Miami Dolphins assemble familiar faces for lobbying team, many with ties to Mayor Carlos Gimenez
The football team’s push to renovate Sun Life Stadium has brought together a cadre of local lobbyists and political operatives, including several who worked for Miami-Dade Mayor Carlos Gimenez.
01/25/2013 12:01 AM
01/25/2013 12:20 AM
The Miami Dolphins’ lobbying team looks like a reunion of Miami-Dade Mayor Carlos Gimenez’s campaign brain trust.
To push for a $400-million stadium renovation funded in part with tax dollars, the Dolphins have enlisted three key figures from Gimenez’s recent election races: Marcelo Llorente, Brian Goldmeier and Jesse Manzano-Plaza.
Llorente, who became a frequent presence on the campaign trail after losing his own mayoral bid, has been hired as one of the Dolphins’ Tallahassee lobbyists. Goldmeier, Gimenez’s fundraiser, and Manzano-Plaza, a former Gimenez campaign manager, have been brought on as advisers to help drum up community support for the Dolphins’ plan.
The three men’s participation could indicate a calculated effort on the Dolphins’ part to appeal to the mayor, whom Miami-Dade commissioners tasked on Wednesday with negotiating a potential deal with the football team. Gimenez was a stubborn critic of the lopsided public financing deal for the new Miami Marlins ballpark in Little Havana — a position that helped the former commissioner in his campaign for mayor.
Gimenez dismissed the suggestion that a particular lobbying or campaign team could curry favor with his office.
“If anybody knows me, you can hire whoever you want. At the end of the day, I work for the people of Miami-Dade County — that’s who pays my salary,” he said in an interview Thursday. “I’m pretty black-and-white about things like that.”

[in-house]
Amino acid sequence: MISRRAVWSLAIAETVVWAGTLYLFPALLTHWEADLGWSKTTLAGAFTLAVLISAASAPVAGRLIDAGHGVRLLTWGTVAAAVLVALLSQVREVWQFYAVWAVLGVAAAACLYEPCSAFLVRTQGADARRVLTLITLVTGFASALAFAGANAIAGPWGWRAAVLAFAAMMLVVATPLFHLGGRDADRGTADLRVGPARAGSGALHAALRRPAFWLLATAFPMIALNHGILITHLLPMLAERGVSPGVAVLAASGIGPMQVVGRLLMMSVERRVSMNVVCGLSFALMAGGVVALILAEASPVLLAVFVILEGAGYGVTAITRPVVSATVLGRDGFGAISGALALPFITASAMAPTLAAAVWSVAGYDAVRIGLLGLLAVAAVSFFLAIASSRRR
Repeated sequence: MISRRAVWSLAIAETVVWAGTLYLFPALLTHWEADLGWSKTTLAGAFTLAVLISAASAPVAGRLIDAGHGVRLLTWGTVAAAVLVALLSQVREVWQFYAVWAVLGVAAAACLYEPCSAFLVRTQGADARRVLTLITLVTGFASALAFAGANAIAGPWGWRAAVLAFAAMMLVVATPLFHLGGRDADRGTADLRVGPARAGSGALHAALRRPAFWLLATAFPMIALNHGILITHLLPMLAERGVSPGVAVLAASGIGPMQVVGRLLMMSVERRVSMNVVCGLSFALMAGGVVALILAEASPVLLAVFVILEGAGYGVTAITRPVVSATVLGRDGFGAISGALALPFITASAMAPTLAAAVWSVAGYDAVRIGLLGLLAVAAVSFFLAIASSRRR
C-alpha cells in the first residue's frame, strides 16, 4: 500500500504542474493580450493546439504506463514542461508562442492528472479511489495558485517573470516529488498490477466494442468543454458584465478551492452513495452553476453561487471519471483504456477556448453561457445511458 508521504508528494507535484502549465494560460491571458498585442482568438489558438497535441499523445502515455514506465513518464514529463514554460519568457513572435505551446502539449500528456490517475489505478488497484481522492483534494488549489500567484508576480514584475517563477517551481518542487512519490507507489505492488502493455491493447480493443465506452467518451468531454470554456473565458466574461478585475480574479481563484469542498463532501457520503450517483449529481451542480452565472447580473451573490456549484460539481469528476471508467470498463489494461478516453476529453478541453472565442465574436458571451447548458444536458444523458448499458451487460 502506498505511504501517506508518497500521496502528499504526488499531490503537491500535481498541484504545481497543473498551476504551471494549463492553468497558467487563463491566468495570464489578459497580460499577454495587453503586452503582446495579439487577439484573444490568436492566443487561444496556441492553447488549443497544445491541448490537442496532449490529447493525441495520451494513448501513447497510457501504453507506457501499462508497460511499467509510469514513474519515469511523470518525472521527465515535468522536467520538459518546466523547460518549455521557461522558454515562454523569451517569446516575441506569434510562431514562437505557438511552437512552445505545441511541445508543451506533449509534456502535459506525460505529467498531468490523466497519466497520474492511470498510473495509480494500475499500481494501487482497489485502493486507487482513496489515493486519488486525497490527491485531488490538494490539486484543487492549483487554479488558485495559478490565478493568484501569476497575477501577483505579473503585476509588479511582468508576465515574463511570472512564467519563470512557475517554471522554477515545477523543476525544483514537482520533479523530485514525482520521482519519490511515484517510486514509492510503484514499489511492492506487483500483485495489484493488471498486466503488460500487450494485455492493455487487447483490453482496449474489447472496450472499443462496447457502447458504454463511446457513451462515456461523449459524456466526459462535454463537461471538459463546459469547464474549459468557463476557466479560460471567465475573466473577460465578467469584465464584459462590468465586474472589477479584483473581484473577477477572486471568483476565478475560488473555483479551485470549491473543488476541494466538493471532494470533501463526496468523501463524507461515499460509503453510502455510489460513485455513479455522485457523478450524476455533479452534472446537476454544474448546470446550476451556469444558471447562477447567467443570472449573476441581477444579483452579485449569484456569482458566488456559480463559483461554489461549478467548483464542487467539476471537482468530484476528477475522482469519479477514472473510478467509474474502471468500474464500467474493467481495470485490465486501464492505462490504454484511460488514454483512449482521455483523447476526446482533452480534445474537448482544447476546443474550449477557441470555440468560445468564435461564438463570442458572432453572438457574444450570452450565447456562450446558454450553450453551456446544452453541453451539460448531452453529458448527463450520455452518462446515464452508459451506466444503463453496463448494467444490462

Gimenez, who said he was unaware of Llorente’s and Manzano-Plaza’s involvement with the Dolphins, said his former election workers are successful in their own right.
“They’re very good at what they do, and they’re professionals,” he said. “I would hope that’s why the Dolphins hired them. In terms of me, that makes no difference.”
Goldmeier, Llorente and Manzano-Plaza are part of a larger team, led by Dolphins CEO Mike Dee, hunting for votes among state lawmakers and county commissioners, who would have to sign off on the football team’s request to raise a Miami-Dade mainland hotel tax to 7 percent from 6 percent and to receive a $3 million annual subsidy from the state. The funds would amount to some $199 million, about half the cost of proposed upgrades to Sun Life Stadium in Miami Gardens.
Voting 9-4, commissioners on Wednesday endorsed state legislation that would allow the county to raise the hotel tax — an early victory for the Dolphins, who are having to stare down criticism of the Marlins deal. Commissioners directed Gimenez to negotiate with the Dolphins. The mayor said talks would begin soon, led on the county side by deputy mayors Ed Marquez and Jack Osterholt.